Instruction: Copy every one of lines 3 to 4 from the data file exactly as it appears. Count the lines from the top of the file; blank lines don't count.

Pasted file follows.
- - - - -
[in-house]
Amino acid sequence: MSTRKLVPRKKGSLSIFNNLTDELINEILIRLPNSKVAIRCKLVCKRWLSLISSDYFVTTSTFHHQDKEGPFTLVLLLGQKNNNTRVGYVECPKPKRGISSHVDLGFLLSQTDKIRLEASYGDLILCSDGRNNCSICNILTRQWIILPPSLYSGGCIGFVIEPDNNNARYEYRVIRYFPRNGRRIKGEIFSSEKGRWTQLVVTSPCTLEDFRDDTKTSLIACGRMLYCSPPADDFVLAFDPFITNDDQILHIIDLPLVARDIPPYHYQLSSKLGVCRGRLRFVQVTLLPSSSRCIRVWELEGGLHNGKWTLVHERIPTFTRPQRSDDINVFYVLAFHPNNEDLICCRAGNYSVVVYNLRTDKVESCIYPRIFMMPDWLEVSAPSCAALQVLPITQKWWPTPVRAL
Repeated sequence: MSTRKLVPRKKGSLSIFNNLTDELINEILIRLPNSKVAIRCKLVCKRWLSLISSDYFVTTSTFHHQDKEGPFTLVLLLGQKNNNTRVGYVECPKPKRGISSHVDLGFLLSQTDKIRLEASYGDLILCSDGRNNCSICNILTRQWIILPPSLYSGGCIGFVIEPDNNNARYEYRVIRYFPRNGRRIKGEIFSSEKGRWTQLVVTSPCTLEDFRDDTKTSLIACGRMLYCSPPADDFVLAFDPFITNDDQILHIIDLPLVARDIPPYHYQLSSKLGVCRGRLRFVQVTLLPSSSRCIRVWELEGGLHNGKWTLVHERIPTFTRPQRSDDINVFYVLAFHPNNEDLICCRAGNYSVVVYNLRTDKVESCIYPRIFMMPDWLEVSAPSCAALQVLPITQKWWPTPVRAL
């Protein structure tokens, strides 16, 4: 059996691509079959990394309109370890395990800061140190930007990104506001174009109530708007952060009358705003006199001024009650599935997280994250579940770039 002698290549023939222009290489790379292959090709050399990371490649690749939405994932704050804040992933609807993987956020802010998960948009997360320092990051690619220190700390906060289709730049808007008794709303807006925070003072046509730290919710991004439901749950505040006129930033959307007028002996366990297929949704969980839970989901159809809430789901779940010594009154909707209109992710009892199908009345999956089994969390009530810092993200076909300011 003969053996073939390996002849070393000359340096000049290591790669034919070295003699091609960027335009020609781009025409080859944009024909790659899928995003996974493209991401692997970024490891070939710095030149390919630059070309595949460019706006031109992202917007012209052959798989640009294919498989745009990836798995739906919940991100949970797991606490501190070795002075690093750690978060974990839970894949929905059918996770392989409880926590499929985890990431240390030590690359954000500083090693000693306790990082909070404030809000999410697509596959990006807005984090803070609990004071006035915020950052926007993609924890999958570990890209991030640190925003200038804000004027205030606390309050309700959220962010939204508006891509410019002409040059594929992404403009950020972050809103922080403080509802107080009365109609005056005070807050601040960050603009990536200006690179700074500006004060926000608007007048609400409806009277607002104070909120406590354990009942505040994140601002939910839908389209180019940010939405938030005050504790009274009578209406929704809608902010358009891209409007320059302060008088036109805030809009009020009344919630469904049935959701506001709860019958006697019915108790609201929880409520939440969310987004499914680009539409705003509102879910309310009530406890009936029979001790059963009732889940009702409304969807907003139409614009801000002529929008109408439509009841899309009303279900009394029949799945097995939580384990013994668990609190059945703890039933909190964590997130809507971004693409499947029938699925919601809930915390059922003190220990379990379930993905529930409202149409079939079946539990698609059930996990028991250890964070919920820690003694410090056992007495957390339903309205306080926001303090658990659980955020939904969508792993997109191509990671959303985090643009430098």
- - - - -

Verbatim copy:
Repeated sequence: MSTRKLVPRKKGSLSIFNNLTDELINEILIRLPNSKVAIRCKLVCKRWLSLISSDYFVTTSTFHHQDKEGPFTLVLLLGQKNNNTRVGYVECPKPKRGISSHVDLGFLLSQTDKIRLEASYGDLILCSDGRNNCSICNILTRQWIILPPSLYSGGCIGFVIEPDNNNARYEYRVIRYFPRNGRRIKGEIFSSEKGRWTQLVVTSPCTLEDFRDDTKTSLIACGRMLYCSPPADDFVLAFDPFITNDDQILHIIDLPLVARDIPPYHYQLSSKLGVCRGRLRFVQVTLLPSSSRCIRVWELEGGLHNGKWTLVHERIPTFTRPQRSDDINVFYVLAFHPNNEDLICCRAGNYSVVVYNLRTDKVESCIYPRIFMMPDWLEVSAPSCAALQVLPITQKWWPTPVRAL
């Protein structure tokens, strides 16, 4: 059996691509079959990394309109370890395990800061140190930007990104506001174009109530708007952060009358705003006199001024009650599935997280994250579940770039 002698290549023939222009290489790379292959090709050399990371490649690749939405994932704050804040992933609807993987956020802010998960948009997360320092990051690619220190700390906060289709730049808007008794709303807006925070003072046509730290919710991004439901749950505040006129930033959307007028002996366990297929949704969980839970989901159809809430789901779940010594009154909707209109992710009892199908009345999956089994969390009530810092993200076909300011 003969053996073939390996002849070393000359340096000049290591790669034919070295003699091609960027335009020609781009025409080859944009024909790659899928995003996974493209991401692997970024490891070939710095030149390919630059070309595949460019706006031109992202917007012209052959798989640009294919498989745009990836798995739906919940991100949970797991606490501190070795002075690093750690978060974990839970894949929905059918996770392989409880926590499929985890990431240390030590690359954000500083090693000693306790990082909070404030809000999410697509596959990006807005984090803070609990004071006035915020950052926007993609924890999958570990890209991030640190925003200038804000004027205030606390309050309700959220962010939204508006891509410019002409040059594929992404403009950020972050809103922080403080509802107080009365109609005056005070807050601040960050603009990536200006690179700074500006004060926000608007007048609400409806009277607002104070909120406590354990009942505040994140601002939910839908389209180019940010939405938030005050504790009274009578209406929704809608902010358009891209409007320059302060008088036109805030809009009020009344919630469904049935959701506001709860019958006697019915108790609201929880409520939440969310987004499914680009539409705003509102879910309310009530406890009936029979001790059963009732889940009702409304969807907003139409614009801000002529929008109408439509009841899309009303279900009394029949799945097995939580384990013994668990609190059945703890039933909190964590997130809507971004693409499947029938699925919601809930915390059922003190220990379990379930993905529930409202149409079939079946539990698609059930996990028991250890964070919920820690003694410090056992007495957390339903309205306080926001303090658990659980955020939904969508792993997109191509990671959303985090643009430098």